Unitarian Church

Cathedral Place, East Melbourne

First organ (in previous church), built by Robert Mackenzie
possibly now at St Monica's Catholic Church, Footscray
Second organ, built 1887 Alfred Fuller, Kew
2 manuals, 13 speaking stops, 3 couplers, mechanical action
Action electrified 1959 Hill, Norman & Beard (Australia Pty Ltd)
Removed circa 1965 and rebuilt at St James' Presbyterian (now Uniting) Church, Wattle Park

Unitarian Church, East Melbourne: the exterior
(collection of John Maidment)

Historical and Technical Documentation by John Maidment
© OHTA, 2013 (last updated October 2018)

An earlier church building, located in Albert Street, had an organ built by Robert Mackenzie, around 1875. This may be the single-manual organ now at St Monica's Catholic Church, Footscray.1

A new church building was erected in Cathedral Place, adjacent to the Catholic Ladies College and the German Lutheran Church, both of which had pipe organs, and directly opposite St Patrick's Cathedral.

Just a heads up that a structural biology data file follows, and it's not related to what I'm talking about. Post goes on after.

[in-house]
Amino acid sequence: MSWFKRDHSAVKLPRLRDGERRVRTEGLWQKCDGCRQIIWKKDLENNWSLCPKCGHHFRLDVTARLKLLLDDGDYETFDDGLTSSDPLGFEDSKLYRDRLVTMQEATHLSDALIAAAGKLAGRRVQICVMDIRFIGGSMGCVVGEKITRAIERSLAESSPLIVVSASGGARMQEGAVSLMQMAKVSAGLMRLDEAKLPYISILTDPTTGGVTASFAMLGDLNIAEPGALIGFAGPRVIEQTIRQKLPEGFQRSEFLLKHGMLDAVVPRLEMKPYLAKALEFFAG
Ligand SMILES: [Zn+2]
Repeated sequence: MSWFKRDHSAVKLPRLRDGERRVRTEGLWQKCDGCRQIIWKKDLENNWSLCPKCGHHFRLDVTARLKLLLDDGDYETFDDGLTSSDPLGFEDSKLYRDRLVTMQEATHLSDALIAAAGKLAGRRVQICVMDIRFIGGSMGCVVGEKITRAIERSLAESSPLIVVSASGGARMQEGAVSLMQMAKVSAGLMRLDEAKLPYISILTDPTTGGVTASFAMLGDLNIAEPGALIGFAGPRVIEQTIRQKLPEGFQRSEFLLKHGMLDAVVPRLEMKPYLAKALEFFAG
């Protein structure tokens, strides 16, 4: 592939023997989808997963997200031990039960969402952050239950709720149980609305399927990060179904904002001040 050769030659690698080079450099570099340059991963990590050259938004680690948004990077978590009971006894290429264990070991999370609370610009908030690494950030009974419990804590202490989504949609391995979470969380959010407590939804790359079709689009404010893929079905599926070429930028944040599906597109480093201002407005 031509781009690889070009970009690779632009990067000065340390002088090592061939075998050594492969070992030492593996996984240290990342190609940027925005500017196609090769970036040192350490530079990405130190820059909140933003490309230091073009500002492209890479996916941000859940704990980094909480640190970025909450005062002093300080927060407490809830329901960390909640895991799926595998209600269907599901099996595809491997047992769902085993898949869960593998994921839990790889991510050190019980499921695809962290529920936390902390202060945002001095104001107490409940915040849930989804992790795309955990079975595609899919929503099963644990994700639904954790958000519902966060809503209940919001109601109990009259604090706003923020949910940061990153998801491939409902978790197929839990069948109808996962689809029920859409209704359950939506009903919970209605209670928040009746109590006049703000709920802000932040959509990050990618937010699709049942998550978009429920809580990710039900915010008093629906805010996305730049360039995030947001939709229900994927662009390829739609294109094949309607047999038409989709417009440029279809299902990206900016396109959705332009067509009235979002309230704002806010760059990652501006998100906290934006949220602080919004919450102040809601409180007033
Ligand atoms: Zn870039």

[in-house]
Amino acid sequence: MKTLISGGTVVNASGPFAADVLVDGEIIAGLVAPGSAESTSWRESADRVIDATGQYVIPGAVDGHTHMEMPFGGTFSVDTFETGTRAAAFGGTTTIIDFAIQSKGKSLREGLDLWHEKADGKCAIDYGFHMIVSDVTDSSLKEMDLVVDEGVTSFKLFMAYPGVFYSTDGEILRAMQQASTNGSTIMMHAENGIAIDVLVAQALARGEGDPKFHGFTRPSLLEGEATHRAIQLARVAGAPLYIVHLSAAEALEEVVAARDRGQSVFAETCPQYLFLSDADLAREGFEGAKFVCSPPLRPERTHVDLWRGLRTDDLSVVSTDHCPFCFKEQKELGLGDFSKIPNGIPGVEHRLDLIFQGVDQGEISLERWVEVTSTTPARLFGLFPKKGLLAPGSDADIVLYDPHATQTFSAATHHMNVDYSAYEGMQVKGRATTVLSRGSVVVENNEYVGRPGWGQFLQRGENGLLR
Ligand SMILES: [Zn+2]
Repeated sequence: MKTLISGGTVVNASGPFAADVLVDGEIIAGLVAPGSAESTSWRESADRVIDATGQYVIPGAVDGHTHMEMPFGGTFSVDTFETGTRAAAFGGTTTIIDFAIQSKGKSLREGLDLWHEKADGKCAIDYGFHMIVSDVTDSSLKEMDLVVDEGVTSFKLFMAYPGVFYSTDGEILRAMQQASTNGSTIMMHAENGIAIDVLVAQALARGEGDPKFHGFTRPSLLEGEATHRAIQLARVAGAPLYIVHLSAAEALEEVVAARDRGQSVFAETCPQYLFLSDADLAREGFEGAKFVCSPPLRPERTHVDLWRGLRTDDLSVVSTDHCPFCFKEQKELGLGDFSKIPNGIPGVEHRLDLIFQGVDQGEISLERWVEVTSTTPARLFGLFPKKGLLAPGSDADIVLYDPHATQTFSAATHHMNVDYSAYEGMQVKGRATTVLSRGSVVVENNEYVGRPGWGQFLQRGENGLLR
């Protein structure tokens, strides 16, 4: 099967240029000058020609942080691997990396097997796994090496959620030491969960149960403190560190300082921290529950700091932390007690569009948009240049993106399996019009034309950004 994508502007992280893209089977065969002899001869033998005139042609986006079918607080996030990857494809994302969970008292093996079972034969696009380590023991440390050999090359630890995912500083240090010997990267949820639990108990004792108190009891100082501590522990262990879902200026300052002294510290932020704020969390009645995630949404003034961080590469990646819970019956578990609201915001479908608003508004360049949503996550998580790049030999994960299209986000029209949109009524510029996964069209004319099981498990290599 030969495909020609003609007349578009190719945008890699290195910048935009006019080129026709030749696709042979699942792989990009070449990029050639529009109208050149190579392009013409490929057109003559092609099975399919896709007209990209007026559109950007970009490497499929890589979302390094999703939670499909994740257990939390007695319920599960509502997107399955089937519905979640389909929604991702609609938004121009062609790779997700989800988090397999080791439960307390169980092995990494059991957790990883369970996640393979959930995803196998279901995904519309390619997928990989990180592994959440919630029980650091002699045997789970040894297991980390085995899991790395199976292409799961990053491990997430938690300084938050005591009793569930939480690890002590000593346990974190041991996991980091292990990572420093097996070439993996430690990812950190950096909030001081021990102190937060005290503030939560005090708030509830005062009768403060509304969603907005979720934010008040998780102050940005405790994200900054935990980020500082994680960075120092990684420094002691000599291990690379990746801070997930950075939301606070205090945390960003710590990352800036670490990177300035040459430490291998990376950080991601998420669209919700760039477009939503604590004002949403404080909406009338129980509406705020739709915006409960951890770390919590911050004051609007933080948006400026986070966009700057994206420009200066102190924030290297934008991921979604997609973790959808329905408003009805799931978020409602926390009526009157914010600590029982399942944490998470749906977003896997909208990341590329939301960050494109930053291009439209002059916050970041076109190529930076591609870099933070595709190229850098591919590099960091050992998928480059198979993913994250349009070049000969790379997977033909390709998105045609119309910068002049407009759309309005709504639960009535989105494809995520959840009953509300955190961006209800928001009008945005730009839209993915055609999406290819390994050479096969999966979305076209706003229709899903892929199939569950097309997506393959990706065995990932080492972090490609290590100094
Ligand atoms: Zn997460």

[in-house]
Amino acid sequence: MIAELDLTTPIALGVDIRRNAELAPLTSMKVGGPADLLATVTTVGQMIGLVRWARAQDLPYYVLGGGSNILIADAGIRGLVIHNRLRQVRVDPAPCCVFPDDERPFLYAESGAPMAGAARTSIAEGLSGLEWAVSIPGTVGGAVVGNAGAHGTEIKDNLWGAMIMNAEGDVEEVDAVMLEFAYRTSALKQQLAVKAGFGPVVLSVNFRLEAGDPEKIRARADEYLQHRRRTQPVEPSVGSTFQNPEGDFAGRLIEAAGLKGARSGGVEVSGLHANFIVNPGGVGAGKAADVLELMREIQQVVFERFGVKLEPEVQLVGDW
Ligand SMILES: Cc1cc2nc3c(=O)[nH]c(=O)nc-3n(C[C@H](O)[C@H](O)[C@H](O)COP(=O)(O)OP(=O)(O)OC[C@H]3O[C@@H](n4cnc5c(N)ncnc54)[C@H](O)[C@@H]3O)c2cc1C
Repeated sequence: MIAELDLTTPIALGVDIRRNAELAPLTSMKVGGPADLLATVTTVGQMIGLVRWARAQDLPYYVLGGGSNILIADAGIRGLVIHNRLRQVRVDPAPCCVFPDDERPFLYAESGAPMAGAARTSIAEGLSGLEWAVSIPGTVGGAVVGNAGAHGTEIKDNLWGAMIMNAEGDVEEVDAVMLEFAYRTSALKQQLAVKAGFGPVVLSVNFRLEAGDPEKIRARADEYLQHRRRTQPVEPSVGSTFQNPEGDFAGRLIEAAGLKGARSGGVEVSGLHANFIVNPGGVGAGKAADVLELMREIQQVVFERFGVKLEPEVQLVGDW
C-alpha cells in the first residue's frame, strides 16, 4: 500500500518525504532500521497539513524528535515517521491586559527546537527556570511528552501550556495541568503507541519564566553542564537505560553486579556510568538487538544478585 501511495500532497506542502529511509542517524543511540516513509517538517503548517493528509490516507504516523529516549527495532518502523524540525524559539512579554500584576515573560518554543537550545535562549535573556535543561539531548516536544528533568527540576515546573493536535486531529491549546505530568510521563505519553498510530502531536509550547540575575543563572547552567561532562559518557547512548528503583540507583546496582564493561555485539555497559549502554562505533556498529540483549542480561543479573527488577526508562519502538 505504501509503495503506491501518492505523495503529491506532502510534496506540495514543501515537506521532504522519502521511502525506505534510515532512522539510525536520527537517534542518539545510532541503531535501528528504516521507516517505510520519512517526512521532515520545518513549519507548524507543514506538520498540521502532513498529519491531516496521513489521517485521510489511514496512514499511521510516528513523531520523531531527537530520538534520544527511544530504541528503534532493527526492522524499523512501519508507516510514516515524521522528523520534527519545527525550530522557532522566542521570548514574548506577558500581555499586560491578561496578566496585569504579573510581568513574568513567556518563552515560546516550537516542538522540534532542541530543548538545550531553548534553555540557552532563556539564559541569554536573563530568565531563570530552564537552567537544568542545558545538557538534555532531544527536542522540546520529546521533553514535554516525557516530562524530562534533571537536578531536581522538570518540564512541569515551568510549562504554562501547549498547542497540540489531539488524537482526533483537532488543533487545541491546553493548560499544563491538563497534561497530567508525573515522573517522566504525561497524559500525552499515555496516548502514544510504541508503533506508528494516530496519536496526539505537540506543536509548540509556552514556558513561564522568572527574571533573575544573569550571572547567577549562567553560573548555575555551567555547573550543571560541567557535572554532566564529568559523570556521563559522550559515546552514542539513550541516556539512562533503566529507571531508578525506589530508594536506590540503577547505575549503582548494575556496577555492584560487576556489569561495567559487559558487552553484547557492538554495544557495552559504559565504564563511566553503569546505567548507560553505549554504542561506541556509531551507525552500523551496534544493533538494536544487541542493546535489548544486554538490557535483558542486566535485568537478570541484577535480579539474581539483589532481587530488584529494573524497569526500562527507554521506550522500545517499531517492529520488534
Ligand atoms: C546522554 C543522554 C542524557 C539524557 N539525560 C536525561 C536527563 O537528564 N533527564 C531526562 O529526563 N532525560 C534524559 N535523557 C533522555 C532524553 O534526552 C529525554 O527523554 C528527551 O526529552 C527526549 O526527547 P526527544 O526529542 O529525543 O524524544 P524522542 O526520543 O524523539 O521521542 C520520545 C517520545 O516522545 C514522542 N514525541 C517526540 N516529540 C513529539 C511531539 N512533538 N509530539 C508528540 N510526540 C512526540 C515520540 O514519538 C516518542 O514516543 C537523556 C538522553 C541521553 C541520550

Owing to the increase which has taken place in the congregation of the Unitarian Church, Albert-street East Melbourne, especially since the arrival of the Rev. George Walters, it has been found necessary to erect a larger building. The present structure, which, when crowded, will hold not more than 300 persons, was built about 20 years ago, and at that time the roll of members was a comparatively small one. The pulpit has been successively occupied by the Rev. A.Davidson, the Rev. H. Higginson (for 10 years), by Mrs Webster, and, since her retirement about two years ago, by the present pastor, the Rev. George Walters. The new church, which has been designed by Messrs. Billing and Sons, architects, 78 Collins-street west, will be of Italian Gothic architecture in a free style of treatment. The material is of brick, tuck pointed, with white facings, and Oamaru stone facings and dressings. Accommodation will be provided for .400 sittings on the ground floor and 200 in the gallery, which will be reached by two fire proof stairways. The plans provide for two vestries and an organ chamber and there will also be a lecture hall, seating 300 persons, at the rear of the church. At the north-west corner there will be a tower and spire roofed with lead and slate reaching to a height of 100ft. Three spacious doorways open to the vestibule, whence access is provided to the church by two doors at the aisles. In order to make the acoustic properties of the church as perfect as possible, the ceiling has been coved with kauri pine. Shearingham's inlet ventilators have been fitted throughout the building. The lecture-hall is now being proceeded with, and it will be finished in about three months. It will then be used while the new church is being erected. The total cost of the church and lecture-hall will be about £5,000.2